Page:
An article in Stuff’s Wellington newspaper, The Post, announced today that the government’s 2023 budget will including funding for 18 hybrid trains for the Kapiti and Wairarapa line services in the lower North Island. These trains run on the Wairarapa Line from Wellington to Masterton (excluding the Wellington commuter network) (The Wairarapa Connection services) and on the North Island Main Trunk Line between Wellington and Palmerston North (The Capital Connection services). The expectation is that the service upgrades will provide for up to 1.5 million passenger trips annually, which includes providing at least four daily services to stations on the NIMT; there is no particular statement about the service frequency on the WL so far. The existing Capital Connection service began in 1991 as the Cityrail Express and was transferred to Tranz Metro in 1995. When Tranz Scenic was privatised in 2001, it took over the operation of the service, moving it from management as a local service to an interurban service. It came under pressure during the term of the last National Government due to their rundown of the rail network resulting in subsidies being obtained from Greater Wellington Regional Council and Horizons Regional Council to continue the operation of the services from 2015 to 2018. There were other previous interurban services operated before the Capital Connection services but no information is currently to hand about these. The Capital Connection was operated with NZ built 1930s era 56 foot steel sheathed cars until 1999, when they were replaced by refurbished second hand imported British Rail Mark 2 carriages (S Class). These are to be replaced by refurbished Auckland Transport SA class carriages in 2023 (reclassified SR), which are also BR Mk2 cars.
The Wairarapa Connection services are based on previous services dating back to the 1960s according to Wikipedia, and like the Palmerston North services there is a long history going back to the 19th century of passenger train services in the region. The 88 seater railcars were replaced by 1930s era NZ built 56 foot carriages on the services in 1964, so this is the date at which the current form of the services was first established – locomotive hauled carriage sets, but other similar sets had operated previously on the Wairarapa route. They were replaced for a short period in the 1980s by the AC articulated cars that were converted from former 88 seat railcars and then another set of 56 foot cars were brought in to operate the trains. The service continued to be operated by these types of carriages until 2007 when Tranz Scenic succeeded in having them removed as it considered that the old 56 foot carriages, which have wooden framing that failed safety expectations for modern stock, should be withdrawn as unsuitable for continued operation. The services continued with SW class carriages, which are refurbished ex-BR Mark II stock.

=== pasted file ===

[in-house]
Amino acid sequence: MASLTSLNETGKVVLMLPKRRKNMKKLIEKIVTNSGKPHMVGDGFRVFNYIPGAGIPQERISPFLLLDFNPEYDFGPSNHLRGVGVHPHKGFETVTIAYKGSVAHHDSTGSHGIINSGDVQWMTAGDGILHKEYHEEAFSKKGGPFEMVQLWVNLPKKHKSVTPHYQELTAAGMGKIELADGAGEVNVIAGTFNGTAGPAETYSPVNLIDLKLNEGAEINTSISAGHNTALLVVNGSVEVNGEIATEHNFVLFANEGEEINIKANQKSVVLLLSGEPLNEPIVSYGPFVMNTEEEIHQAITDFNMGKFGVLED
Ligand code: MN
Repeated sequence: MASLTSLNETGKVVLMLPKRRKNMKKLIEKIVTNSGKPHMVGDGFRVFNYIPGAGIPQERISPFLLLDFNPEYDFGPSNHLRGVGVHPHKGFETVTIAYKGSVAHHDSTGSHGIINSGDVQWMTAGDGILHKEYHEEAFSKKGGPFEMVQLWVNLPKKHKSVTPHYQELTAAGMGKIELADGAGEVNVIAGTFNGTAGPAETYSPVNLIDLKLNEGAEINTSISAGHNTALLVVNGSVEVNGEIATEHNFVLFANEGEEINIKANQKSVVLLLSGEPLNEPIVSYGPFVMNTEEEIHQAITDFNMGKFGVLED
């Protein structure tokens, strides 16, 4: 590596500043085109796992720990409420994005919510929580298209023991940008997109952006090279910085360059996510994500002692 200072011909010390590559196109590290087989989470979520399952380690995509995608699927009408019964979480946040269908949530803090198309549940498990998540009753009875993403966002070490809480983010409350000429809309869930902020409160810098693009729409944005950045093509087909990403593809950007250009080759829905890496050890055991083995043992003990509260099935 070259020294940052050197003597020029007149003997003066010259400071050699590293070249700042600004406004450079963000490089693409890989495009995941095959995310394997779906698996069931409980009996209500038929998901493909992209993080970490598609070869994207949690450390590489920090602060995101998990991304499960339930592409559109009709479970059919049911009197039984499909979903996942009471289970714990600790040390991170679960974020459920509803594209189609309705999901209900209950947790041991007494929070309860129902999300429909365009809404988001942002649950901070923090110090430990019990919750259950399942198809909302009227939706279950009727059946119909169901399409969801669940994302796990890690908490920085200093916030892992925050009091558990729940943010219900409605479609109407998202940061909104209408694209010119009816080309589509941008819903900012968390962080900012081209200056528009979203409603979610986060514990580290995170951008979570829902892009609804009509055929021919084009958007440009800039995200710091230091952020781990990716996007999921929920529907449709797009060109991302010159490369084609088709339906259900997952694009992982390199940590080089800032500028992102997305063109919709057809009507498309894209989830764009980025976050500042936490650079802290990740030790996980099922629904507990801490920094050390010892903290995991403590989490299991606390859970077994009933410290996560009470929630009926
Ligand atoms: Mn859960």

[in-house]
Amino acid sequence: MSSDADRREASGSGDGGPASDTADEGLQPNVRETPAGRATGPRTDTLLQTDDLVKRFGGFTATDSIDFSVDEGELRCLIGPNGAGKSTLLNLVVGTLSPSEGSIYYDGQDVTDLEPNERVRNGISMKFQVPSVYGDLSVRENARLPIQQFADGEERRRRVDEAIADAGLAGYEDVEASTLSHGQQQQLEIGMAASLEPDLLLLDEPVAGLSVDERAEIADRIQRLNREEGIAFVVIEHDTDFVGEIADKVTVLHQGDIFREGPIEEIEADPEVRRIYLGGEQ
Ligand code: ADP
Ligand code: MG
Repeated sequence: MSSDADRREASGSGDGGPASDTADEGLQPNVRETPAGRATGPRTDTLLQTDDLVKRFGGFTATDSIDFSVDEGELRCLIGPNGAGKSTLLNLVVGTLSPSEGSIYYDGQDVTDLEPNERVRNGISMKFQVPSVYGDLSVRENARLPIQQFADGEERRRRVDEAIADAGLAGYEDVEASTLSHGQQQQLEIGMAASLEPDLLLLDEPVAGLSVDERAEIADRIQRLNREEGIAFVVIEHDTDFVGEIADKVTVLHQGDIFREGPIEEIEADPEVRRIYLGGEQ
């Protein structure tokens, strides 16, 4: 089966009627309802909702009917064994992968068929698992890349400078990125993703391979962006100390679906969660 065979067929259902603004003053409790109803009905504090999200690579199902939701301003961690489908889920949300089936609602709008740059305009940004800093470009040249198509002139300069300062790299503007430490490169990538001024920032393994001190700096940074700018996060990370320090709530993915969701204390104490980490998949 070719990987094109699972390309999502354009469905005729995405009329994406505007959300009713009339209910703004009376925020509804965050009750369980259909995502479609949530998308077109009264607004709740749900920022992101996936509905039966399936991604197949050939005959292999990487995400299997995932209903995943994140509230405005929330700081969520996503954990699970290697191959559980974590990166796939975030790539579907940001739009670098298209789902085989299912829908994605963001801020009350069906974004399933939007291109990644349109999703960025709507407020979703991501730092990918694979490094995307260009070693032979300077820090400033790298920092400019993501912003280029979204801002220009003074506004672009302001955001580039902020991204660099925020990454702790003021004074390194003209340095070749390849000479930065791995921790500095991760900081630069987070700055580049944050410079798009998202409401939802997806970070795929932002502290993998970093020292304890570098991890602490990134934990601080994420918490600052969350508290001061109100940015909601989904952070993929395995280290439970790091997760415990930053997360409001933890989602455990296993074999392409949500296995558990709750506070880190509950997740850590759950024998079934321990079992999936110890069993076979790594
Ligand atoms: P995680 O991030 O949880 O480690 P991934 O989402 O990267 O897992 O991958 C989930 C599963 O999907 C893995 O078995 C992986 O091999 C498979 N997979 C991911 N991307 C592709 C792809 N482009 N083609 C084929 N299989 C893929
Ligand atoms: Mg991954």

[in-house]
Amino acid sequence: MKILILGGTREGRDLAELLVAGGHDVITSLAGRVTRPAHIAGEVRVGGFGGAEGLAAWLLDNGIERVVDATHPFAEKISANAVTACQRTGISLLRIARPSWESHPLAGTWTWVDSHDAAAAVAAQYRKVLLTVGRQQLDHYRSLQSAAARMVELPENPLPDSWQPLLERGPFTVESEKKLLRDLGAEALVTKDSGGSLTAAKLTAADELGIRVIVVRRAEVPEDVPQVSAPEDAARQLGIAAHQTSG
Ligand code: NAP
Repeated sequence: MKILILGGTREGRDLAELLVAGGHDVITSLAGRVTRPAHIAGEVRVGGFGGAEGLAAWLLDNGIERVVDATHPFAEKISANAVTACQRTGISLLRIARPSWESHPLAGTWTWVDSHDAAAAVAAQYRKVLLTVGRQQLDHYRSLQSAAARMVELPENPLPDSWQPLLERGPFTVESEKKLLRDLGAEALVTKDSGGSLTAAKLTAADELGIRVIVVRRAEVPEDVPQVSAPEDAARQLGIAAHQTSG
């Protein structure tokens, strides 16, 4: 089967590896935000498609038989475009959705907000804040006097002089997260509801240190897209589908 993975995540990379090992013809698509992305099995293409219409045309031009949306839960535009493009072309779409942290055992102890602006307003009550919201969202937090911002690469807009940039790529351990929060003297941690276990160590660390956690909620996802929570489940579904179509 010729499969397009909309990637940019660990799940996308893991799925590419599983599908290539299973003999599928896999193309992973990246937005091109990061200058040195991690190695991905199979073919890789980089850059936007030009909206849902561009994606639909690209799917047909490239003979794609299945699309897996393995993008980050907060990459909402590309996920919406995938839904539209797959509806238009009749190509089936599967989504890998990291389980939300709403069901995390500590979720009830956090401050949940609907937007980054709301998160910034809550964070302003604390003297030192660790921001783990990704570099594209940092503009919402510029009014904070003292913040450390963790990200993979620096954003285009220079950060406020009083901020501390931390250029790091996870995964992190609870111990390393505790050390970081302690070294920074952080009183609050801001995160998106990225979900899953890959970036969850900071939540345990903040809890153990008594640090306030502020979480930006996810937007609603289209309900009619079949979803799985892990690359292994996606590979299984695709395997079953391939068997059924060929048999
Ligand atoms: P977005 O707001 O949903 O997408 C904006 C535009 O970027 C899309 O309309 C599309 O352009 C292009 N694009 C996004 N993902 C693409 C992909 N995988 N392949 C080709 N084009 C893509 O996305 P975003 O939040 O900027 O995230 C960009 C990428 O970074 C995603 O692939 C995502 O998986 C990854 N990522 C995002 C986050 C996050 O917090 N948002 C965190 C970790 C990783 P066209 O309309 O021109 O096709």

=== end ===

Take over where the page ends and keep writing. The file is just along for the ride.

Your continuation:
There have been a number of proposals to upgrade the services. The recent ones include GWRC’s proposal in 2019 to put 15 bimode multiple units on the services, estimated to cost $415 million at the time. This essentially means the same type of train that is being sought in the present upgrade – assumed to be electro-diesels, trains that can be powered both from overhead lines and an onboard engine. They will use overhead line power within the Wellington suburban network (1600 VDC) and “alternative” power (presumed to be diesel at this time) outside it. It is not clear how the option being sought would have compared with the option of extending the 1600 VDC overhead lines from Waikanae to Palmerston North or Upper Hutt to Masterton would have compared in costs to the current option. The 2019 case stated there was a BCR (benefit to cost ratio) estimated to be in the range from 1.3 to 2.6. The 2019 proposal was rejected in the Government’s 2020 budget.
The press release which was claimed to be exclusively revealed by Stuff has been released this morning on the Beehive website. Both omit the expected cost of the proposals, but the government is obliged to reveal this cost when the Budget is released next month. There is already an existing project underway to upgrade the Wairarapa Line, including safety improvements on most of the level crossings in the region; this will be looked at in a separate post on this blog. The non-publication of the cost to date means it can’t be considered a completely credible proposal, since if the government doesn’t reveal a figure in the Budget then it can’t be proven to have committed to the services.